Research ArticleCANCER

Pharmacological inhibition of β-catenin/BCL9 interaction overcomes resistance to immune checkpoint blockades by modulating Treg cells

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Science Advances  08 May 2019:
Vol. 5, no. 5, eaau5240
DOI: 10.1126/sciadv.aau5240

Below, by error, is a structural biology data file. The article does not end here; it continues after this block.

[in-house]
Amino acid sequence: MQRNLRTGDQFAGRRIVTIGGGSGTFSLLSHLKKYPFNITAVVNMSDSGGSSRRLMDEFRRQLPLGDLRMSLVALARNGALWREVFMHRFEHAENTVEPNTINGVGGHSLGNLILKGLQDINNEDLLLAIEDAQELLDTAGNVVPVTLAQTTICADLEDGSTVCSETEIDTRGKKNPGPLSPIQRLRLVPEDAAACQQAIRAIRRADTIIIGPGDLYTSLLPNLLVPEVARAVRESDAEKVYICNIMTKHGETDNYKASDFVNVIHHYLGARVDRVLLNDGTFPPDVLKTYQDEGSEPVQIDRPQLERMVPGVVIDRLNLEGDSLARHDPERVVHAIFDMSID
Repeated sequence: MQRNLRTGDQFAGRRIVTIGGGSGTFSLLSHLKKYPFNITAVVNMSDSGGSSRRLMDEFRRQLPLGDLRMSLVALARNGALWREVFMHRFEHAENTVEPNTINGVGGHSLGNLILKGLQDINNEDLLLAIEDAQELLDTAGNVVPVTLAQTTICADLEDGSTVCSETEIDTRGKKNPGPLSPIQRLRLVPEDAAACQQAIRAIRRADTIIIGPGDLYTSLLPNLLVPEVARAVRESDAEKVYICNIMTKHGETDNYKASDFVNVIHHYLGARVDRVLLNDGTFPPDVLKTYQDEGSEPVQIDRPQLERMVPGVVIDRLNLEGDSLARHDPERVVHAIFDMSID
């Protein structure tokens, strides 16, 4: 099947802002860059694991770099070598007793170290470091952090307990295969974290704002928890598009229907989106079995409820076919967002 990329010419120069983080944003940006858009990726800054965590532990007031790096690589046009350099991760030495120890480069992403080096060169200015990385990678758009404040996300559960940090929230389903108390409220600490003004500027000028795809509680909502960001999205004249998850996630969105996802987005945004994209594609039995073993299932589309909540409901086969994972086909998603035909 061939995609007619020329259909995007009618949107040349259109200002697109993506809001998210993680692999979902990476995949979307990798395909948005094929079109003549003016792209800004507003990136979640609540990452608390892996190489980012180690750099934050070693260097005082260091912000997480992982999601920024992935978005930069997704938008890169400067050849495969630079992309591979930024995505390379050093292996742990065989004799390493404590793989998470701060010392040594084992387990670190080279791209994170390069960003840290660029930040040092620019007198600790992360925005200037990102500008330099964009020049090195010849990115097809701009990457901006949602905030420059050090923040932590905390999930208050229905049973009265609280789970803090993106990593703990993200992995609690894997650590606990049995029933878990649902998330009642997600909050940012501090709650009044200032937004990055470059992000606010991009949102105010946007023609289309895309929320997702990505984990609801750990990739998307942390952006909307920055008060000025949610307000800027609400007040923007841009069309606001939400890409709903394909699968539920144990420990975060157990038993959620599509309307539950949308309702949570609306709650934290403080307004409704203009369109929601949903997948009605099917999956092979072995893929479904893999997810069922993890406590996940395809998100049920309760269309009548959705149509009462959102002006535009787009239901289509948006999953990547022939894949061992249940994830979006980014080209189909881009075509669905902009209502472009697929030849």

The Wnt/β-catenin (β-cat) pathway plays a critical role in cancer. Using hydrocarbon-stapled peptide technologies, we aim to develop potent, selective inhibitors targeting this pathway by disrupting the interaction of β-cat with its coactivators B-cell lymphoma 9 (BCL9) and B-cell lymphoma 9-like (B9L). We identified a set of peptides, including hsBCL9CT-24, that robustly inhibits the activity of β-cat and suppresses cancer cell growth. In animal models, these peptides exhibit potent anti-tumor effects, favorable pharmacokinetic profiles, and minimal toxicities. Markedly, these peptides promote intratumoral infiltration of cytotoxic T cells by reducing regulatory T cells (Treg) and increasing dendritic cells (DCs), therefore sensitizing cancer cells to PD-1 inhibitors. Given the strong correlation between Treg infiltration and APC mutation in colorectal cancers, it indicates our peptides can reactivate anti-cancer immune response suppressed by the oncogenic Wnt pathway. In summary, we report a promising strategy for cancer therapy by pharmacological inhibition of the Wnt/β-cat signaling.

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